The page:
Talking characters – Victoria and me

I’m back at Victoria Mixon’s for the second part of our weekly editor chats. Last week we hammered out plot. Today the subject is characters. We discussed techniques for developing characters, what makes a character with dignity and depth, whether to use all your research – and my dislike of what some of you call plaid and what I call tartan.

Hey, we’re all allowed unreasonable quirks. Take a highland fling over to Victoria’s blog and see what it’s all about… Thank you, Lee Carson, for the picture…

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  1. #1 by Alexander M Zoltai on April 14, 2011 - 6:26 am

    Always a good time reading you and Victoria’s chats.

    Have you met in person?

    • #2 by rozmorris on April 14, 2011 - 8:59 am

      Hello Alexander! No we haven’t met in person – yet! There’s the small matter of the Atlantic in the way. But Victoria is coming to the UK in the autumn and we are definitely going to meet then.

      • #3 by Alexander M Zoltai on April 14, 2011 - 9:33 am

        You ladies should plan on doing a video interview after you meet :-)

  2. #4 by K.M. Weiland on April 14, 2011 - 4:19 pm

    That. Poor. Sheep. Ah well, at least nobody will accuse him of being uninteresting, right? Great thoughts, as always, Roz.

    • #5 by rozmorris on April 14, 2011 - 7:18 pm

      Guess it’ll be relieved to get a haircut.

      Nice to see you, Katie!

  3. #6 by Sally on April 15, 2011 - 10:11 am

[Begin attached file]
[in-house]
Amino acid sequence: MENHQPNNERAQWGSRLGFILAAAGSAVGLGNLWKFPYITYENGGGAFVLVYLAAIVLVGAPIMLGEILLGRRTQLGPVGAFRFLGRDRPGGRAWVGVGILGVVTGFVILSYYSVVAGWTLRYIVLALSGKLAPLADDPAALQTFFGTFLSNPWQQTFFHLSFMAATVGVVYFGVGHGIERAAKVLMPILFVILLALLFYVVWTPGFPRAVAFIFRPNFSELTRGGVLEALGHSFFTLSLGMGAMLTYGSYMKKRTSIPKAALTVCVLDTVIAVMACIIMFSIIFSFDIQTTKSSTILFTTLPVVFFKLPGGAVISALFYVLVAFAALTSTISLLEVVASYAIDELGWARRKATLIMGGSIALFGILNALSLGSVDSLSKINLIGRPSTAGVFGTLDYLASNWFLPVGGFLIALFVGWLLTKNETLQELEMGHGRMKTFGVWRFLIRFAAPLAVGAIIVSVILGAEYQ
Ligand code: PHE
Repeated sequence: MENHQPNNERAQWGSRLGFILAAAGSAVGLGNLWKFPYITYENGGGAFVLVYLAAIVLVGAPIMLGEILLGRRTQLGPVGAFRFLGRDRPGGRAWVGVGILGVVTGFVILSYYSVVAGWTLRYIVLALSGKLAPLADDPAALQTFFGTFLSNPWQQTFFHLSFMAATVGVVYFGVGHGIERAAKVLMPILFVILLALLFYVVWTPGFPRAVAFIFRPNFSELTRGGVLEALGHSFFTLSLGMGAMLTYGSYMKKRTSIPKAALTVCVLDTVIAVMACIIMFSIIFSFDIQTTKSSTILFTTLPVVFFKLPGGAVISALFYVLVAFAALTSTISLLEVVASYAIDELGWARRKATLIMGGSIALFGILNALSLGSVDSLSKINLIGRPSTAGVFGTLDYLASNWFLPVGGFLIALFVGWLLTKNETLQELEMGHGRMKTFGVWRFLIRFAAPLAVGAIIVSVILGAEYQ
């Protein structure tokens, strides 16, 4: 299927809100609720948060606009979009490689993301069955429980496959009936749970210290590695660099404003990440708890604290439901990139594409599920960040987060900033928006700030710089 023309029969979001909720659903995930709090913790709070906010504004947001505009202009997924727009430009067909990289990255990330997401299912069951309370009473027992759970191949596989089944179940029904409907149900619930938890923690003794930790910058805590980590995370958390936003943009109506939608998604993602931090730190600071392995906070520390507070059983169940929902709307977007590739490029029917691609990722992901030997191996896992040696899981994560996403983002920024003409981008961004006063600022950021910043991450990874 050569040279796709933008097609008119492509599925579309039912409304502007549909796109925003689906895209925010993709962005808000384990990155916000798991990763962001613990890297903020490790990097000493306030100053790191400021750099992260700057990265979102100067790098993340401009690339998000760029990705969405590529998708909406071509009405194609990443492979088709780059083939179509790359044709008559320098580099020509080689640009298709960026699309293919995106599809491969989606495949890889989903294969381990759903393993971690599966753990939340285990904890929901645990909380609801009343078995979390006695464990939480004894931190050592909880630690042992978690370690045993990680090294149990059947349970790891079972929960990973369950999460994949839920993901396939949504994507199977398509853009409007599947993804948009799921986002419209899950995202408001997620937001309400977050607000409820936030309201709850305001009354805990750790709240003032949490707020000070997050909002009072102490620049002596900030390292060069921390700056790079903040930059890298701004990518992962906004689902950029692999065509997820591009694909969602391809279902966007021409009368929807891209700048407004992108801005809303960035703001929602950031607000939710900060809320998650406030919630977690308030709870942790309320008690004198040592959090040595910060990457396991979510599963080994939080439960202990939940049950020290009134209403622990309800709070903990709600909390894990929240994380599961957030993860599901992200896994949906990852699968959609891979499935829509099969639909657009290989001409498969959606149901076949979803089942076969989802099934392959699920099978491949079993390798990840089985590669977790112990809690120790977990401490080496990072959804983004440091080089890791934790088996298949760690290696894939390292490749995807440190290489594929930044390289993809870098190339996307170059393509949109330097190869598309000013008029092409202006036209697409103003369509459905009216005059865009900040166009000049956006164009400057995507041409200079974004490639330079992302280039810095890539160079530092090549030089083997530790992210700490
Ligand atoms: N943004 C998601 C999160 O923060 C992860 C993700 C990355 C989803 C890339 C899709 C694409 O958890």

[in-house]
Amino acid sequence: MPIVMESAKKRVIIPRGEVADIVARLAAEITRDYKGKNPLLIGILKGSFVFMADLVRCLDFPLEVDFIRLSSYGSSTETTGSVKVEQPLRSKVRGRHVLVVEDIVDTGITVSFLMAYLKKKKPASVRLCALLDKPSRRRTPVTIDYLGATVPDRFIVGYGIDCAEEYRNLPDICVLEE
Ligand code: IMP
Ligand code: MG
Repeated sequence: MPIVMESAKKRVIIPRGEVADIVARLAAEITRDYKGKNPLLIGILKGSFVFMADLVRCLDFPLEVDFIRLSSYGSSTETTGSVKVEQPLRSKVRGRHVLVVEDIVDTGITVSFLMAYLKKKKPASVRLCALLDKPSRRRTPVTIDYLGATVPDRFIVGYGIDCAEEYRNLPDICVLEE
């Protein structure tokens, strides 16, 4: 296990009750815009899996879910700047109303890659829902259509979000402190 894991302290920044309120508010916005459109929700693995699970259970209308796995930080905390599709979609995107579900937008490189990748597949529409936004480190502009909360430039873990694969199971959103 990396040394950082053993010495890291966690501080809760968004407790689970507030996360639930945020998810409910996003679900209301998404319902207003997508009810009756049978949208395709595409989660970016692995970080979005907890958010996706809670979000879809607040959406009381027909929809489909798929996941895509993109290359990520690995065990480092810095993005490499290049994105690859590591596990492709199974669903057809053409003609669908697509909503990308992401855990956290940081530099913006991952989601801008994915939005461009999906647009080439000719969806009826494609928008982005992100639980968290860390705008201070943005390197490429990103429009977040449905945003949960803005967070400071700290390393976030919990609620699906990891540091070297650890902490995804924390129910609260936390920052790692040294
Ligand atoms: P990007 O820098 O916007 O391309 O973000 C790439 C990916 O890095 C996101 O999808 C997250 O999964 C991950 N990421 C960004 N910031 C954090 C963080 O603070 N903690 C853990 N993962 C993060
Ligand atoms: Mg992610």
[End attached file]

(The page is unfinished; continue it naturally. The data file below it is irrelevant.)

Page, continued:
Very interesting topic. I was awed by Victoria’s reference to Flannery O’Connor: “when these details surface organically they begin to take on resonance and become symbolic. Those are the details that eventually form the nuances of your Resolution.” Wonderful. :)

    I’m one of those people for whom the characters are everything. They are the story. If the story is bigger than the characters (e.g. like Avatar) then my attention will wander, even if I happen to appreciate the story in its own right.

    My characters always come to me very naturally, almost as if they’ve existed all along but have been ‘forgotten’ in my subconscious somewhere, and simply need to be ‘remembered’ (a bit like how Amy Pond had to remember the Doctor in the last series! I loved that idea.). The only time I have problems is when my characters have to be typecast into archetypes – especially the hero and the main villian. Both my hero and heroine are strong characters, but probably the least interesting, especially as they’re also the main narrators. The main villian manwhile seems to represent an institute of evil rather than existing as a strong character in his own right. The rest of the characters are completely wild, difficult to cast into typical archetypes and it is they who actually drive the story.

    • #7 by rozmorris on April 15, 2011 - 11:44 am

      Sally, what an interesting way to view characters – that they existed all along but just needed to be awakened.
      I’m also a fan of the Moffat regeneration of Dr Who – although I did think that wedding scene was a bit contrived… But that was more in the execution than the concept that Amy had to remember.
      As for archetypes… they’re useful as guidance for the roles you need, but one character can easily perform a number of them, or an archetypal role can easily be spread among a group.

  4. #8 by Sally on April 15, 2011 - 1:52 pm

    Yes, I agree that the wedding scene didn’t quite hit the mark, even if the concept of remembering was pretty cool. Thanks for reminding me that archetypes should serve as a guide rather than as a hard rule. I sometimes get carried away with the theory of it all. :)

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